So, if it is as simple as that, why don't the Israeli government and its western allies get it? I would argue that white and Jewish supremacy leads to ignorance about the right understanding of the issue. The white and Jewish supremacists do not see the Palestinians as "people" who deserve fundamental human rights. They don't believe they deserve the right of self-determination or the right to "resist" to gain their freedom and sovereignty.
In this view, civilisation has nothing to do with democracy, human rights or obedience to international law
This supremacist ideology can help explain the policies and comments of Israeli and western politicians. Take, for example, US President Joe Biden's statement after he called Israeli PM Benjamin Netanyahu last Friday. He said the attack on the Neve Yaakov settlement was "an attack against the civilised world". According to the US president, the apartheid state, ruled by fascists such as Itamar Ben-Gvir and Bezalel Smotrich, represents the civilised world.
In this view, civilisation has nothing to do with democracy, human rights or obedience to international law. Instead, it is a label for states with warplanes, nuclear weapons and all types of lethal arms to justify the killing of people from the "uncivilised world" - and this pervasive impunity is granted because the rest of the "civilised" world will protect them in the UN Security Council.
Jewish supremacy is rooted in the Israeli political discourse. It was even legalised by the passing of the controversial "Citizenship Law", which makes Palestinians second-class citizens. Netanyahu, Israel's longest-serving PM, insisted that "Israel is the nation-state of the Jewish people – and only it", and not for all its citizens.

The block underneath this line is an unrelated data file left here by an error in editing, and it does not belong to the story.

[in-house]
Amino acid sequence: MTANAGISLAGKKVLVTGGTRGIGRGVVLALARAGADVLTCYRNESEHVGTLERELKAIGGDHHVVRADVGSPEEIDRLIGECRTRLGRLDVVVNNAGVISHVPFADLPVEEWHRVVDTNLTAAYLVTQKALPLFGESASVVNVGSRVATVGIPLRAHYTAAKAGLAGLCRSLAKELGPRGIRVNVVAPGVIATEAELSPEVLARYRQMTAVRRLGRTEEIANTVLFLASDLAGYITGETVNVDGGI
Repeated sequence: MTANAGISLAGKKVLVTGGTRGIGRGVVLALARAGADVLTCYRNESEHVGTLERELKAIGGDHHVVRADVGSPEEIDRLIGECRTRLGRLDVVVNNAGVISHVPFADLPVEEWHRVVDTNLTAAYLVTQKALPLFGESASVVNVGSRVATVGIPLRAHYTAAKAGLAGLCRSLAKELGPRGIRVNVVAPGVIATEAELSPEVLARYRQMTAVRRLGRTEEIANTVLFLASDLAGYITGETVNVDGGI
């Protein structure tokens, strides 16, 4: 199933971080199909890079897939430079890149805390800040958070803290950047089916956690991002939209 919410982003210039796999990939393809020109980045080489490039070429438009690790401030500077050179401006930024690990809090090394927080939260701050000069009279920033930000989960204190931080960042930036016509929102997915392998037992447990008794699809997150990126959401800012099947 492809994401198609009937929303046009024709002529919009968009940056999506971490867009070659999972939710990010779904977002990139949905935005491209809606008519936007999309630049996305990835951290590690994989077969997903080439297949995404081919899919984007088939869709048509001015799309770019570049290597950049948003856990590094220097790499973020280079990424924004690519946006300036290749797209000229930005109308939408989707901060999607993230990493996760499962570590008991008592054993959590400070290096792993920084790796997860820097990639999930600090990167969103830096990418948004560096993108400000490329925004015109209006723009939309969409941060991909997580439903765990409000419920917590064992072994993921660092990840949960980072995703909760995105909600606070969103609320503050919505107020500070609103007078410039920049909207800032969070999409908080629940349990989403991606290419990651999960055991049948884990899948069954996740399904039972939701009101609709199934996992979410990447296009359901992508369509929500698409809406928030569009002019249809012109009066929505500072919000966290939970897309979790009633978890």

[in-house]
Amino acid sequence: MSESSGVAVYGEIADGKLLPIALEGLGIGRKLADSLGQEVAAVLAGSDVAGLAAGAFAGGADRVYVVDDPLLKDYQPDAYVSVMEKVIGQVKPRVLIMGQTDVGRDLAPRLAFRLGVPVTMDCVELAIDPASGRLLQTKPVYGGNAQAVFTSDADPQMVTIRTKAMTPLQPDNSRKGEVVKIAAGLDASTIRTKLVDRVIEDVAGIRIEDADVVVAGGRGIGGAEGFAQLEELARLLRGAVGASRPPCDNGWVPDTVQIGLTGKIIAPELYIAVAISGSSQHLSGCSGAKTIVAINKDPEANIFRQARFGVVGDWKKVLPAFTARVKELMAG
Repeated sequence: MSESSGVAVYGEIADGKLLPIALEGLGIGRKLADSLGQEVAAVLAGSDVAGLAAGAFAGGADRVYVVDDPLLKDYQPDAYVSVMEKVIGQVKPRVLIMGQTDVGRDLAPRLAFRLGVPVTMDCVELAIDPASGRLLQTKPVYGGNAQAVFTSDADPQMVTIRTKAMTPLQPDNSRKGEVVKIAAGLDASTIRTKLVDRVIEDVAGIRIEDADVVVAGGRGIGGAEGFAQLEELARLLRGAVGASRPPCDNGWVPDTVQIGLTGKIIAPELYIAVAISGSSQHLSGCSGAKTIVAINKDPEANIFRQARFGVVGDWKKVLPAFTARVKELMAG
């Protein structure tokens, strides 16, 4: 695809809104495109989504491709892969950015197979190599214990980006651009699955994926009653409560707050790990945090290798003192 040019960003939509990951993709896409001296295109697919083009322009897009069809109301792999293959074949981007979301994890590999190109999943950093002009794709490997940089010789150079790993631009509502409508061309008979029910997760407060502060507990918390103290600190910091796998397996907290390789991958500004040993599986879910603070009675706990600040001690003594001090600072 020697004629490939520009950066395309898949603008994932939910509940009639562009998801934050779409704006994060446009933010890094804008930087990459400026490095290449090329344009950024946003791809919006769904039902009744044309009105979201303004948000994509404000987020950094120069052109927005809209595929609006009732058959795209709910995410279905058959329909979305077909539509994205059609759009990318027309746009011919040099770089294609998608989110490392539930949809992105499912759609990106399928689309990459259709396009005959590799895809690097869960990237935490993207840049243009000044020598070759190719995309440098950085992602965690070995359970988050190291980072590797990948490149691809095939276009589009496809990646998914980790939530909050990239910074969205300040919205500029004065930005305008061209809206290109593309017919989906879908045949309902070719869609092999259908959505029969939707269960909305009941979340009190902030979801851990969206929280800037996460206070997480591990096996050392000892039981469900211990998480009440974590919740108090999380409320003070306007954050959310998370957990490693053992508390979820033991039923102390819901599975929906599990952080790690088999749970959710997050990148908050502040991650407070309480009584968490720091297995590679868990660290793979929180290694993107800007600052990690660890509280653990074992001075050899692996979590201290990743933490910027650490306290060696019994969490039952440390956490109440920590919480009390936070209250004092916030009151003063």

Not equal to the Jews
Take for example the fascist views and policies of Israel's Security Minister Itamar Ben-Gvir who said that Palestinians who do not "believe" in Israel must be deported from their homeland. Unless you are a supremacist, you will not think that any decent human will "believe" in his occupier and oppressor.
Another example is that of Smotrich, who threatened to expel Arab members of the Knesset and other Muslims who "do not accept Jewish rule". So, as a Palestinian, you must accept Jewish supremacy or be expelled from your home.
The problem with these statements and ideology is not merely rhetorical. It is the basis of actions that prevent any opportunity to see the conflict as it is. It is the motive for trying to stop the attacks by dealing with Palestinians as "subjects", who can be silenced by collective punishment and either economic rewards or pressure.
If the West and fascist politicians who rule Israel - and may rule it in the future - do not see the Palestinians as people equal to the Jews, who deserve to live in dignity and have the right to self-determination, they will not be able to solve the conflict.
They will only ignite violence in Jerusalem, the West Bank, Gaza and everywhere else in historic Palestine.
The views expressed in this article belong to the author and do not necessarily reflect the editorial policy of Middle East Eye.